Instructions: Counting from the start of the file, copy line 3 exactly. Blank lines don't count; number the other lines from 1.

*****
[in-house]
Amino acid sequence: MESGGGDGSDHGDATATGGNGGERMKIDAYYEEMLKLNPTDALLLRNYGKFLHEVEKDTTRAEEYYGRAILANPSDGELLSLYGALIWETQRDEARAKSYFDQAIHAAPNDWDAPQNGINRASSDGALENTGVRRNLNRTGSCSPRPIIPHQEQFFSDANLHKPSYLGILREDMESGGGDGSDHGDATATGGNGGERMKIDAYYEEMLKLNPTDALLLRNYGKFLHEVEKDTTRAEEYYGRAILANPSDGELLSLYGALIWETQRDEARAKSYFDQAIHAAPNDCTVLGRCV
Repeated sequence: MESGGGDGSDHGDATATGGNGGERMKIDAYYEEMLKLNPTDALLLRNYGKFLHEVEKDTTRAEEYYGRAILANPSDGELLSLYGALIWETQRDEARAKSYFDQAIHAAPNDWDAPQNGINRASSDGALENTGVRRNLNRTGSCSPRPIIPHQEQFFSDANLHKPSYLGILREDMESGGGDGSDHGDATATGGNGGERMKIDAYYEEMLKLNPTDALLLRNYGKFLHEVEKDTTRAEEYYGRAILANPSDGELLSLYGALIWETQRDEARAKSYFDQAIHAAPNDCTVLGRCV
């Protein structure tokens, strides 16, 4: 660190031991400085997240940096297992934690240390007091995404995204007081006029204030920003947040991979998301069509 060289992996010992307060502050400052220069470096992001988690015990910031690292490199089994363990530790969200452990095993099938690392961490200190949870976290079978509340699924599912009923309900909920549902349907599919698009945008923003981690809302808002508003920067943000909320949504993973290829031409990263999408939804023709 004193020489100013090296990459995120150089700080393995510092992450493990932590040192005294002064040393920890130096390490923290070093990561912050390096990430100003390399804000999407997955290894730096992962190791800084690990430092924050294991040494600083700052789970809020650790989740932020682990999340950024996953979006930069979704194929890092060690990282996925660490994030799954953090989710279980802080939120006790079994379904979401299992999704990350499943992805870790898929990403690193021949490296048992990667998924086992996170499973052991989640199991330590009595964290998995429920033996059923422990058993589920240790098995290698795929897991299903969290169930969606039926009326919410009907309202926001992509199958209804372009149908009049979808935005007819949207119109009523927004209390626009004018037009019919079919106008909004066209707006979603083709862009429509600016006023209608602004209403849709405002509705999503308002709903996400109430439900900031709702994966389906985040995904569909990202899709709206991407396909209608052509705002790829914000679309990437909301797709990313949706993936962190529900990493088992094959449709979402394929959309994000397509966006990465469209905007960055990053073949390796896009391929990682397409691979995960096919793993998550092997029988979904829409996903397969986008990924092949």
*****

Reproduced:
Repeated sequence: MESGGGDGSDHGDATATGGNGGERMKIDAYYEEMLKLNPTDALLLRNYGKFLHEVEKDTTRAEEYYGRAILANPSDGELLSLYGALIWETQRDEARAKSYFDQAIHAAPNDWDAPQNGINRASSDGALENTGVRRNLNRTGSCSPRPIIPHQEQFFSDANLHKPSYLGILREDMESGGGDGSDHGDATATGGNGGERMKIDAYYEEMLKLNPTDALLLRNYGKFLHEVEKDTTRAEEYYGRAILANPSDGELLSLYGALIWETQRDEARAKSYFDQAIHAAPNDCTVLGRCV